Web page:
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Journal Article

Analysis of litter decomposition in an alpine tundra

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Bryant, D. M., Holland, E. A., Seastedt, T. R., & Walker, M. D. (1998). Analysis of litter decomposition in an alpine tundra. Canadian Journal of Botany, 76(7), 1295-1304.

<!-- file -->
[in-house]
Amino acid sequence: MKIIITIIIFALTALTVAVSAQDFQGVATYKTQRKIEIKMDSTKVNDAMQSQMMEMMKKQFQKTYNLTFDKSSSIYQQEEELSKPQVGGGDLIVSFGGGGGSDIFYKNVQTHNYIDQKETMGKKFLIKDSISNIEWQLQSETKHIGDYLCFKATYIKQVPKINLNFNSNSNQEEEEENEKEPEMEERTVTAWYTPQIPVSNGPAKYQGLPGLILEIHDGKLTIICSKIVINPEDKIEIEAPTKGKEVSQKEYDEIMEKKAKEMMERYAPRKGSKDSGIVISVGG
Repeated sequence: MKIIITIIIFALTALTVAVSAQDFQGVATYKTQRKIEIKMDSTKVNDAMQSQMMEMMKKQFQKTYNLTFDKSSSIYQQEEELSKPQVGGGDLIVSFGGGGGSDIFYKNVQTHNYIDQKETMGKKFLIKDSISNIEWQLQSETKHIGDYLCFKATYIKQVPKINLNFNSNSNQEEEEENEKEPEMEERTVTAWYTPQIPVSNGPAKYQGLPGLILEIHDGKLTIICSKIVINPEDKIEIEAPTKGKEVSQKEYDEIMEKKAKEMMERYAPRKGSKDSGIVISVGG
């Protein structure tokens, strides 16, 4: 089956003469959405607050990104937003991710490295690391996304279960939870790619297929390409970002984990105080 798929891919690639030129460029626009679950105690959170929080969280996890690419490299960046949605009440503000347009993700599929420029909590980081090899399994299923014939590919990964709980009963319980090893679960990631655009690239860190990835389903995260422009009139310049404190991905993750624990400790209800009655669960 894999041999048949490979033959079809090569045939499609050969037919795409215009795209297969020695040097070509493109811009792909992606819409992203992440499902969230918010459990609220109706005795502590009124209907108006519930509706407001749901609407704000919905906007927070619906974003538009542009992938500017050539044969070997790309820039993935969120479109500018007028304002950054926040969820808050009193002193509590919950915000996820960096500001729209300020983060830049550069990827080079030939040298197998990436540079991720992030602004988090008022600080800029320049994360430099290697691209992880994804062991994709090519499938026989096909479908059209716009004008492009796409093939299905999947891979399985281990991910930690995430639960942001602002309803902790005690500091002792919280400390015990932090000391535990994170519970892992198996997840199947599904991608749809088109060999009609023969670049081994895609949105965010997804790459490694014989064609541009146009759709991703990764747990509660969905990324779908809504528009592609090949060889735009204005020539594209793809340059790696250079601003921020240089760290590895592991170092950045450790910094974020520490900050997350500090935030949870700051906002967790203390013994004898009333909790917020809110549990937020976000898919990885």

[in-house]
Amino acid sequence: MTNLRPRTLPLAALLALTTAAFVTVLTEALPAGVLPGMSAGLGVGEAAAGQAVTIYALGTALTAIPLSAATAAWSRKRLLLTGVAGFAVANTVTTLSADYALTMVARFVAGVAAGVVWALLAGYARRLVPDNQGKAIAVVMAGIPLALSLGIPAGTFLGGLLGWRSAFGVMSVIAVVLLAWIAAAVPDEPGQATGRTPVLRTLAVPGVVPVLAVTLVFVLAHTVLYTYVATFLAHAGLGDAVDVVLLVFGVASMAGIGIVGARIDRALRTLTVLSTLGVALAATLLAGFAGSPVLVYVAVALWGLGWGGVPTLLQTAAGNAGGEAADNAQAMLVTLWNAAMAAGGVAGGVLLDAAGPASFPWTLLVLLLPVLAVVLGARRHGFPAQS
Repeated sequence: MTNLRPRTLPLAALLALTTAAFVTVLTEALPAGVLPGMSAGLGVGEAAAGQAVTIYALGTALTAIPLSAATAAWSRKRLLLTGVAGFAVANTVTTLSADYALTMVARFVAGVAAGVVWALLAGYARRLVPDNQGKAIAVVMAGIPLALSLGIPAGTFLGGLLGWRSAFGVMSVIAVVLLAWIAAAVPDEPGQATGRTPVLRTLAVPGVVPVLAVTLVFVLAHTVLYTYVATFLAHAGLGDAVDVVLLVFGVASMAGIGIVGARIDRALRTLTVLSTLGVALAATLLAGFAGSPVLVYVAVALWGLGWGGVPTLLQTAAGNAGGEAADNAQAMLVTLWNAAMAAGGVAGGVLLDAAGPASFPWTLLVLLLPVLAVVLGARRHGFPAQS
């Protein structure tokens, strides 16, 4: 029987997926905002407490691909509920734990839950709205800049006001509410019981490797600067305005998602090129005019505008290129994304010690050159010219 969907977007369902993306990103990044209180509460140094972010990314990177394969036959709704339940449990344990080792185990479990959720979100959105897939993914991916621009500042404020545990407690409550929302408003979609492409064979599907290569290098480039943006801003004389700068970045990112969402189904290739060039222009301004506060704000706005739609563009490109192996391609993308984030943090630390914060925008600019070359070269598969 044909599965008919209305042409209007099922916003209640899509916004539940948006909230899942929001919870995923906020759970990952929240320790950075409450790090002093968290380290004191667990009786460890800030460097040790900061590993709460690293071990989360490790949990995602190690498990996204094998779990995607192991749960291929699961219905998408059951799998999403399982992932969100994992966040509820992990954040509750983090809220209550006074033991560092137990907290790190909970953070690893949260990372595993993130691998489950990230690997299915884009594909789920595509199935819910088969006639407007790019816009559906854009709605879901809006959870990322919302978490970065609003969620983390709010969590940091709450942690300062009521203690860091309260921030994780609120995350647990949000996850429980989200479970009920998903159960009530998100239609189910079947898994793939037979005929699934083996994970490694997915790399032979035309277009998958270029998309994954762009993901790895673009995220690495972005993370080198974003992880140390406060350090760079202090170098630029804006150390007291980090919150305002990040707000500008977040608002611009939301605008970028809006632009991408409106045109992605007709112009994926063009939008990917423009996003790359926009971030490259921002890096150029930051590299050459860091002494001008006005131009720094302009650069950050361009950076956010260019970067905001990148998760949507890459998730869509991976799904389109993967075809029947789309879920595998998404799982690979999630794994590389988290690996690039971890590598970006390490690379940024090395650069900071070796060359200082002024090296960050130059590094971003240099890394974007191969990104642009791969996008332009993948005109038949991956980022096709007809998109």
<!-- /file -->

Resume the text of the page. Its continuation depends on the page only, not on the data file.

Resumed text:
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Decomposition of plant litter regulates nutrient cycling and transfers of fixed carbon to soil organic matter pools in terrestrial ecosystems. Climate, as well as factors of intrinsic Litter chemistry, often govern the rate of decomposition and thus the dynamics of these processes. Initial concentrations of nitrogen and recalcitrant carbon compounds in plant litter are good predictors of litter decomposition rates in many systems. The effect of exogenous nitrogen availability on decay rates, however, is not well defined. Microclimate factors vary widely within alpine tundra sites, potentially affecting litter decay rates at the local scale. A controlled factorial experiment was performed to assess the influence of landscape position and exogenous nitrogen additions on decomposition of surface foliage and buried root litter in an alpine tundra in the Front Range of the Rocky Mountains in Colorado, U.S.A. Litter bags were placed in three communities representing a gradient of soil moisture and temperature. Ammonium nitrate was applied once every 30 days at a rate of 20 g N.m(-2) during the 3-month growing season. Data, as part of the Long-Term Inter-site Decomposition Experiment Team project, were analyzed to ascertain the effects of intrinsic nitrogen and carbon fraction chemistry on litter decay in alpine systems. Soil moisture was found to be the primary controlling factor in surface litter mass loss. Root litter did not show significant mass loss following first growing season. Nitrogen additions had no effect on nitrogen retention, or decomposition, of surface or buried root litter compared with controls. The acid-insoluble carbon fraction was a good predictor of mass loss in surface litters, showing a strong negative correlation. Curiously, N concentration appeared to retard root decomposition, although degrees of freedom limit the confidence of this observation. Given the slow rate of decay and N loss from root Litter, root biomass appears to be a long-term reservoir for C and N in the alpine tundra. [References: 45]